Most Popular Superbowl Ad Created By Amateurs
from the funny-how-that-works dept
For the past few years, there’s been something of a backlash against the idea of “amateur” content production. Folks like Andrew Keen and Nick Carr have taken to mocking such efforts and insisting that professionals are basically all there is worth trusting. And… then… Doritos holds a “Crash the Superbowl” contest where amateurs are invited to submit commercials, out of which the top 5 are to be aired during the Superbowl. Not only did Doritos get nearly 2,000 submissions, one of the ads was found to be the most popular ad according to USA Today’s Ad Meter, beating out the traditional kings of the Superbowl advertising business, Anheuser Busch (and winning its creators a $1 million prize). The point, which is repeatedly missed by the elitists who claim only professionals can make content is that, even if most of the content made by amateurs sucks, the ability for almost anyone to create content means that those who can do quite well, even as amateurs, now have the ability to do so. The end result is that amidst plenty of bad content, there’s also an awful lot of great content that never would have been produced otherwise.
Comments on “Most Popular Superbowl Ad Created By Amateurs”
Vroom Vroom Party Starter
I’ll probably enjoy the Dennys “Free Breakfast” ad much more tomorrow around 6:45am, again around 11:00, and maybe again at 1:30pm.
Re: Vroom Vroom Party Starter
You know, Kevin Pang…
I was just JOKING…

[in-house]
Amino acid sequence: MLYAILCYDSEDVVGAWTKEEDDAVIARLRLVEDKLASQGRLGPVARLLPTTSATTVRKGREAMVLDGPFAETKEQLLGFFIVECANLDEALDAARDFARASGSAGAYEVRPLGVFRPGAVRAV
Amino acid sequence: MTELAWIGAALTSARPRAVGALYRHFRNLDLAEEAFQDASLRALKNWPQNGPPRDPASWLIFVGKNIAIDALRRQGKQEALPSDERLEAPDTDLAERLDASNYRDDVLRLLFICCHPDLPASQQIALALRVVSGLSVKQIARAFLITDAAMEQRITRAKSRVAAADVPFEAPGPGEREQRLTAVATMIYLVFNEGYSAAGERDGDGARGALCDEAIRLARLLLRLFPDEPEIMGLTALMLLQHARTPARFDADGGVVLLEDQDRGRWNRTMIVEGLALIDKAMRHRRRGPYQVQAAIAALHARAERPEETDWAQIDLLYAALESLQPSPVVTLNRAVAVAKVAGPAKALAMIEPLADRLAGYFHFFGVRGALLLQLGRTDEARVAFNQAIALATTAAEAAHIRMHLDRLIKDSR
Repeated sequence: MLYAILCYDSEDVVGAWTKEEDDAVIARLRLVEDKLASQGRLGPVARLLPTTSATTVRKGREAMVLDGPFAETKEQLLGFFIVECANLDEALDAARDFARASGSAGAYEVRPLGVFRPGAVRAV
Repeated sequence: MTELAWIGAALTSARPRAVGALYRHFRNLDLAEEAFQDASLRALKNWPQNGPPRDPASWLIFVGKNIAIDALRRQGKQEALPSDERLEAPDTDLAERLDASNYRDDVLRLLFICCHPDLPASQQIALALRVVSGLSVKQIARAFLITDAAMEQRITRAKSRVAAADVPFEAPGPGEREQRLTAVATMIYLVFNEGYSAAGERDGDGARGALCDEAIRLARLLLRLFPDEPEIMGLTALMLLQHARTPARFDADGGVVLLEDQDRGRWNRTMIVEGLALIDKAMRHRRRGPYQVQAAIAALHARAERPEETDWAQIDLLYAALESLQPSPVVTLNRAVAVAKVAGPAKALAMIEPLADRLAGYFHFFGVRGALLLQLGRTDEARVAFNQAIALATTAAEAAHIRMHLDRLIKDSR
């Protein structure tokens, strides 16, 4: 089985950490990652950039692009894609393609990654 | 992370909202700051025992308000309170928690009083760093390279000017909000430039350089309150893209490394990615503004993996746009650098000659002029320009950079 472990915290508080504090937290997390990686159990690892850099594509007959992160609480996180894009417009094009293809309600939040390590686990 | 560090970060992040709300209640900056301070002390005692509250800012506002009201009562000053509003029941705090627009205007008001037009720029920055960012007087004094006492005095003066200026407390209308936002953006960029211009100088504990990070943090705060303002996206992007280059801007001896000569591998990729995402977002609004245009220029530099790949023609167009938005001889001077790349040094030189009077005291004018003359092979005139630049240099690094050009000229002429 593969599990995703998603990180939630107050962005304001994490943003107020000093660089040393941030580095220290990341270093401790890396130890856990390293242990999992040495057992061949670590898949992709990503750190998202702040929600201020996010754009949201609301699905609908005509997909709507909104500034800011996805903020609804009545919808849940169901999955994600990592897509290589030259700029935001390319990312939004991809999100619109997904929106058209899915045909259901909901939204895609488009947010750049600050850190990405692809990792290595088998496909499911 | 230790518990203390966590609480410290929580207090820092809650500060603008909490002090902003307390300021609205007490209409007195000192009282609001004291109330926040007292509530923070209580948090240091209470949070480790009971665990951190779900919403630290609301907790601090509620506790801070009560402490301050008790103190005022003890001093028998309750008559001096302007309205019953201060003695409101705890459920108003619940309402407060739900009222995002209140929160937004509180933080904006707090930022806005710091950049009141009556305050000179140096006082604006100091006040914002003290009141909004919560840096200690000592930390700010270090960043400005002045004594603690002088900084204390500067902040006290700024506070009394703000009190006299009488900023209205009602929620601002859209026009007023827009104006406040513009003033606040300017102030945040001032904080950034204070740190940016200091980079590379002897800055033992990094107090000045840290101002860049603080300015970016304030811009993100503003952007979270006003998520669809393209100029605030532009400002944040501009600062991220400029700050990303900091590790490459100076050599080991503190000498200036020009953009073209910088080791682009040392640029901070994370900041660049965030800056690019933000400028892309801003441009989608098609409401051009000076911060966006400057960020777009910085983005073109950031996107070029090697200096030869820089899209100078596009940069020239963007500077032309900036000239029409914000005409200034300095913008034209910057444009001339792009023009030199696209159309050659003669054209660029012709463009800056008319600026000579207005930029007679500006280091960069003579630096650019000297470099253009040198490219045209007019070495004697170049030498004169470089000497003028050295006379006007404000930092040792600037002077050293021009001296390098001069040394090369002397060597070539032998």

professionals are basically all there is worth trusting
the ability for almost anyone to create content means that those who can do quite well, even as amateurs, now have the ability to do so.
Well, we’ll have to put an end to that. Right now !
Re: professionals are basically all there is worth trusting
As a professional, I request that this comment be removed
“amidst plenty of bad content, there’s also an awful lot of great content”
Who is going to sift through that shit? public? In that case we shall be moving towards mediocracy, not away from it.
I don’t know about you, but I’m quite good at sifting through good and bad content and frequenting the better content… you see there is some brand spanking new technology out there called a ‘bookmark’ and a ‘search engine’, and even ‘social networking’ which helps a ton. The point is, what you enjoy, your friends are likely to enjoy, because you have common ground. The public does very well at deciding what good content is, and the private institutions do a great job of trying to feed the same bad crap at us day in and day out because we still pay for it (case in point, Indiana Jones and the catastrophic failure).
Actually, content systems that work like a social network, with user ratings and recommendations would make short work of the sifting process.
The real point is..
that most content sucks, regardless of who does it.
Just because a ‘professional’ has created content does not make it good. A perfect example is the commercials aired during the superbowl, most were not worth watching. Most music, movies, tv shows, commercials, web sites, books, etc are crap. It’s a fact of life for content.
Competition is a good thing, the more the merrier.
Also, the YouTube generation has new tastes
A generation that has grown up on amateur videos has a new taste for amateur videos, equal to or above professionally made ones. It’s possible that the video wouldn’t have been popular ten years ago.
Whoa, Michael got intot he bourbon or something
The point, which is repeatedly missed by the elitists who claim only professionals can make content…
Yikes. A slightly emotional straw man there?